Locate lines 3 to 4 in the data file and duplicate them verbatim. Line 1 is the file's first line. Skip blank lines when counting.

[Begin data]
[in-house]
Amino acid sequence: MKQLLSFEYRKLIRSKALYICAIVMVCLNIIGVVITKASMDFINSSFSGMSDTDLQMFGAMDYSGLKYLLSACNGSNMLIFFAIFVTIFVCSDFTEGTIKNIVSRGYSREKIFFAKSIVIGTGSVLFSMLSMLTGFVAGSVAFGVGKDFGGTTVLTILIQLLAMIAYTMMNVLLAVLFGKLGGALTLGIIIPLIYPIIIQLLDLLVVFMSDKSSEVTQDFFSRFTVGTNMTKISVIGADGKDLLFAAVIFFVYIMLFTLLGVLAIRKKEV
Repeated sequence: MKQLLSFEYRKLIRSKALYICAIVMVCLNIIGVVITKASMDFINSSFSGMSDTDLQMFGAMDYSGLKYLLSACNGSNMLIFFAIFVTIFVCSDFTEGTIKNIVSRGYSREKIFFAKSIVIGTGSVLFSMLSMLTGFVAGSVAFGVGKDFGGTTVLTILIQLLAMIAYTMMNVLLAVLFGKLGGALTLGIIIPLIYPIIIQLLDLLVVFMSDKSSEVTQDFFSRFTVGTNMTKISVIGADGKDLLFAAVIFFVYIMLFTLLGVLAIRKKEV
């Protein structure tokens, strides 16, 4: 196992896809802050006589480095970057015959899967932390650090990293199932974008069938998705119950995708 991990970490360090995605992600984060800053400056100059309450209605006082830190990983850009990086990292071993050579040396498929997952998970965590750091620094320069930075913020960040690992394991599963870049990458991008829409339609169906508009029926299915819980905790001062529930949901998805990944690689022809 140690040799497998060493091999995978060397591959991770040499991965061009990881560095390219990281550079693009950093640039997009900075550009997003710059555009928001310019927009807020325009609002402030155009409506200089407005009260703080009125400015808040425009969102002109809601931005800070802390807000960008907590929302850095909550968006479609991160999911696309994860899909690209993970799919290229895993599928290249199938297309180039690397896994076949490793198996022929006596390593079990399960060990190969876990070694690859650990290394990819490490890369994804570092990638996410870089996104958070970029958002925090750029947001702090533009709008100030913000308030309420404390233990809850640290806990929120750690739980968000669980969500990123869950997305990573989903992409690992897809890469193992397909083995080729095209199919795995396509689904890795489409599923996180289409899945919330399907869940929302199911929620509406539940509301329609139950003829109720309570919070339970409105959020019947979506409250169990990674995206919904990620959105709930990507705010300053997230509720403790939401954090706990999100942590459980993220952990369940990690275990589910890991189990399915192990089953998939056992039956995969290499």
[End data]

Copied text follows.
Repeated sequence: MKQLLSFEYRKLIRSKALYICAIVMVCLNIIGVVITKASMDFINSSFSGMSDTDLQMFGAMDYSGLKYLLSACNGSNMLIFFAIFVTIFVCSDFTEGTIKNIVSRGYSREKIFFAKSIVIGTGSVLFSMLSMLTGFVAGSVAFGVGKDFGGTTVLTILIQLLAMIAYTMMNVLLAVLFGKLGGALTLGIIIPLIYPIIIQLLDLLVVFMSDKSSEVTQDFFSRFTVGTNMTKISVIGADGKDLLFAAVIFFVYIMLFTLLGVLAIRKKEV
């Protein structure tokens, strides 16, 4: 196992896809802050006589480095970057015959899967932390650090990293199932974008069938998705119950995708 991990970490360090995605992600984060800053400056100059309450209605006082830190990983850009990086990292071993050579040396498929997952998970965590750091620094320069930075913020960040690992394991599963870049990458991008829409339609169906508009029926299915819980905790001062529930949901998805990944690689022809 140690040799497998060493091999995978060397591959991770040499991965061009990881560095390219990281550079693009950093640039997009900075550009997003710059555009928001310019927009807020325009609002402030155009409506200089407005009260703080009125400015808040425009969102002109809601931005800070802390807000960008907590929302850095909550968006479609991160999911696309994860899909690209993970799919290229895993599928290249199938297309180039690397896994076949490793198996022929006596390593079990399960060990190969876990070694690859650990290394990819490490890369994804570092990638996410870089996104958070970029958002925090750029947001702090533009709008100030913000308030309420404390233990809850640290806990929120750690739980968000669980969500990123869950997305990573989903992409690992897809890469193992397909083995080729095209199919795995396509689904890795489409599923996180289409899945919330399907869940929302199911929620509406539940509301329609139950003829109720309570919070339970409105959020019947979506409250169990990674995206919904990620959105709930990507705010300053997230509720403790939401954090706990999100942590459980993220952990369940990690275990589910890991189990399915192990089953998939056992039956995969290499």